"Return" is an older video, but one of the first I'd ever encountered. It is the first chapter in the story of Voldigar, a human man who leaves for war and returns to find his home, Stromgarde, in ruins. His wife is dead and his life is in shambles. But Voldigar promises to avenge what has happened and gathers his old comrades to take back Stromgarde from the invading ogres.

Story: 5/5:
In a pervasive market of music and raid videos, Return is a rare jewel. While the story is an old one, it is told well and places seamlessly in the Warcraft setting. The sage character runs the risk of being too powerful for the story, but so far, she has been well-written. Voldigar himself is a pitiable and admirable old man, crippled but not crushed by the horrors of his life. I will have to wait for the rest of the story, but the first chapter sets a sad, beautiful scene.

Text and Titles: 3/5
Tastefully understated.

Camera and Effects: 5/5
The camera is handled exceptionally well; someone has a very steady mouse hand. They mimic standard camera angles and movements almost perfectly. The in-game effects are largely limited to costuming the characters as they rally to take back Stromgarde, but the pre-BC wardrobe is used to excellent effect to create the illusion of not a raiding party but a cinema-worthy cast of characters. You know what they say: Clothes make the man.

Music and Editing: 4/5
Most of the music used in Return is from the game itself and used to great, if slightly cliche, effect. The video edits are well-timed to the score. In fact, my only complaint (and corresponding docking of points) is the voicing of Voldigar, which strikes me as occasionally melodramatic.

Overall Score: 4/5
A wonderful story and video only slightly marred by some cheesy writing. I look forward to the sequels.


Want me to review your video? Send me a link at ShC.Strider@GMail.com.


About the Author:
E.D. Lindquist is a multimedia consultant for a newspaper association. She has produced video for a major daily newspaper and helped to create standards for online production throughout California.

Thursday, August 16, 2007

The Gold Record

This week’s Gold Record finds continuing elevated prices during peak play times, although prices have relaxed slightly since last week. Both Horde and Alliance auction houses are down roughly 4 points from last week, although they both do still sit slightly above the average value of goods.

On the Alliance side, prices are generally down. Last week’s high prices on both Mithril Ore and Mageweave Cloth have returned to normal values, at 78 and 100 points respectively. Demand for Linen Cloth has continued strong, actually increasing since last week (up 130 points from last week, at 271 points). The great deals on Tin Ore have also dried up, as Tin Ore prices have risen nearly 90 points to 121 points. Both Fel Iron Ore and Netherweave Cloth have been going for relatively low prices (64 and 71 points, respectively), and both are down since last week.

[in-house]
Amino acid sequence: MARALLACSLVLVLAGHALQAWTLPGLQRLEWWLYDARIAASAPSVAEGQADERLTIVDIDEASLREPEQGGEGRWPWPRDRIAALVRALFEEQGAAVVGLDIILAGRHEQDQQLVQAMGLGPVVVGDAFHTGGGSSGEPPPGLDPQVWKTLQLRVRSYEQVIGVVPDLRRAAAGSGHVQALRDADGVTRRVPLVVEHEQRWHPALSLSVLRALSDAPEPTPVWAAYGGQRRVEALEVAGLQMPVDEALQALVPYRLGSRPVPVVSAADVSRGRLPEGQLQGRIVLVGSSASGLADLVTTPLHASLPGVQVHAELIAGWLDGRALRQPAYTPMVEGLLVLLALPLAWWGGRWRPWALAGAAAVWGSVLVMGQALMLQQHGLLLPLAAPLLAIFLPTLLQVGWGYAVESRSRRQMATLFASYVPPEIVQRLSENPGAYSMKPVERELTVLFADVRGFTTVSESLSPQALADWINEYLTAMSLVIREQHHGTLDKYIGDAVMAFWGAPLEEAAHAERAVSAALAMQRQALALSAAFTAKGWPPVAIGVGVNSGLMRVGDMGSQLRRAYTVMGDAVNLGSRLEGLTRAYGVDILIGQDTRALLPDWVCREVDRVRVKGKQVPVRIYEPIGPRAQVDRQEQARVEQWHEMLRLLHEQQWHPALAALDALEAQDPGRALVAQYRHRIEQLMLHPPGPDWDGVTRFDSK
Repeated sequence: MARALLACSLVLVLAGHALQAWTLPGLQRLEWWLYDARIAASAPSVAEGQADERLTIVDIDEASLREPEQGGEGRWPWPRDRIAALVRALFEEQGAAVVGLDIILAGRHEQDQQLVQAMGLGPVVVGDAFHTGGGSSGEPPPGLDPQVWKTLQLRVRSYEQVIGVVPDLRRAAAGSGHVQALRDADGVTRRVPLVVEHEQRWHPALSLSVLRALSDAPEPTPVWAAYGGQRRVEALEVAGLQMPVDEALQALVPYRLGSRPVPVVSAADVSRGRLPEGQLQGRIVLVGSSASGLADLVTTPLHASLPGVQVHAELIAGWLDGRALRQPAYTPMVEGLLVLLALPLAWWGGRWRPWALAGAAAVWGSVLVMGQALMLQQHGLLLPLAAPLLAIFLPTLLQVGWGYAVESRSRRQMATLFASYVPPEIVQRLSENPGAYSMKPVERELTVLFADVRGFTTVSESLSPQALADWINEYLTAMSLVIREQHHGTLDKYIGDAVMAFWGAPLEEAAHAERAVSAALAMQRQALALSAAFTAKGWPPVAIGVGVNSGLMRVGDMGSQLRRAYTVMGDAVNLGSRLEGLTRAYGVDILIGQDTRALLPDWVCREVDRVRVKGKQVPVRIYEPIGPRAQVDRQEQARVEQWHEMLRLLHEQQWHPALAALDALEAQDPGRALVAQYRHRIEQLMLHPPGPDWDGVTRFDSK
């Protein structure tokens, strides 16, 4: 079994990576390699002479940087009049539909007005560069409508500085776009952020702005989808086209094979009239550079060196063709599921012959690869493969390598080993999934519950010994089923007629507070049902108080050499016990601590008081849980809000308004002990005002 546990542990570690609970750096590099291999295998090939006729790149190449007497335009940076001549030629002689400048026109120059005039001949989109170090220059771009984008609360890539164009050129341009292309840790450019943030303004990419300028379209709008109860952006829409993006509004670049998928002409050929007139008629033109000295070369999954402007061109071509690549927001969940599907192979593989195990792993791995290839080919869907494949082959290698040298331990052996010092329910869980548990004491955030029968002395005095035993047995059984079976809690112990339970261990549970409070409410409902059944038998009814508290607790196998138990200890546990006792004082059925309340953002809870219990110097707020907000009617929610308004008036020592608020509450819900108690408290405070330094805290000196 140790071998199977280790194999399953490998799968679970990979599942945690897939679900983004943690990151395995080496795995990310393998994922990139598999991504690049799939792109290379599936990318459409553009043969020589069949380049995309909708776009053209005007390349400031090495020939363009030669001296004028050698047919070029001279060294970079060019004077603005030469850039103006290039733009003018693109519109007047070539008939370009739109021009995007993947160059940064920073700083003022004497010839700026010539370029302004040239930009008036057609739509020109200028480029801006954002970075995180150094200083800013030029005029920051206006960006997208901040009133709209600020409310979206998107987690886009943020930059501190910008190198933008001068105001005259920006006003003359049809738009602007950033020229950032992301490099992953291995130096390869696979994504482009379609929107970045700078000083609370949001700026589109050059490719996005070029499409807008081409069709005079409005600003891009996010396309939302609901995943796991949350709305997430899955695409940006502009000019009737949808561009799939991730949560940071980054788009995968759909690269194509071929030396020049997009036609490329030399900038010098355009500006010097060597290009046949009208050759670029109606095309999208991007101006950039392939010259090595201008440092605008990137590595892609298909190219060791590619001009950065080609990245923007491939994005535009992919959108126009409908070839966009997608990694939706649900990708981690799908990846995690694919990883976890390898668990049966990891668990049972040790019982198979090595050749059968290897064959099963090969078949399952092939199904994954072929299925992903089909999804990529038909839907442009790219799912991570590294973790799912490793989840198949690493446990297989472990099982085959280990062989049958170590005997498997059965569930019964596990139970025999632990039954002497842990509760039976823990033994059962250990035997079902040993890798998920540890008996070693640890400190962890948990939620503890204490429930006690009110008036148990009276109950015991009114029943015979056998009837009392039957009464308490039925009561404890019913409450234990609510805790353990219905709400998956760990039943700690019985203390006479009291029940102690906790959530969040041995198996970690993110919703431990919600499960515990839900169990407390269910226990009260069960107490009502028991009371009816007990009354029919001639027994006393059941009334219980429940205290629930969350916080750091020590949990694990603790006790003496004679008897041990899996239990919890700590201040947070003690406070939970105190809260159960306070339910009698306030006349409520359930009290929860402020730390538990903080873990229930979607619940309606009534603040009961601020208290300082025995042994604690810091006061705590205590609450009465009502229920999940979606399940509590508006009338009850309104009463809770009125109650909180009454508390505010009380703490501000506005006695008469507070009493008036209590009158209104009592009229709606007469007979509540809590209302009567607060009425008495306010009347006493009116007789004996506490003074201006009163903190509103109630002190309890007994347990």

On the Horde side, trends have mostly continued since last week, although they have shown signs of growing milder. Last week’s highest prices (Wool and Silk Cloth) have both dropped much closer to the 100 mark, at 105 and 102 points respectively. Copper Ore is currently going for below the average (at 89 points), but Tine Ore has risen to 147 points. The lowest price on the Horde auction house is currently Linen Cloth, continuing low from last week. Despite its current low value, it has actually risen 12 points since last week, clocking in at 57 points.


Jason Coleman has recorded auction house values for both Horde and Alliance. He has monitored many of the raw trade goods (common ores and cloth) that are constantly on the auction houses, employing them as an indicator of market health. Taking averages from his data, each material has been given a value of 100 points (or percent) and is analyzed based on deviation from this value. Continuing each week, the Shadow Council Strider will post his analyses in this article, the Gold Record.

Monday, August 13, 2007

Cross-faction fiction site hits 100 registered users

World of Warcraft Fiction, a forum-based collection of art and stories by players from multiple role-playing servers, welcomed its 100th registered user at the end of last month.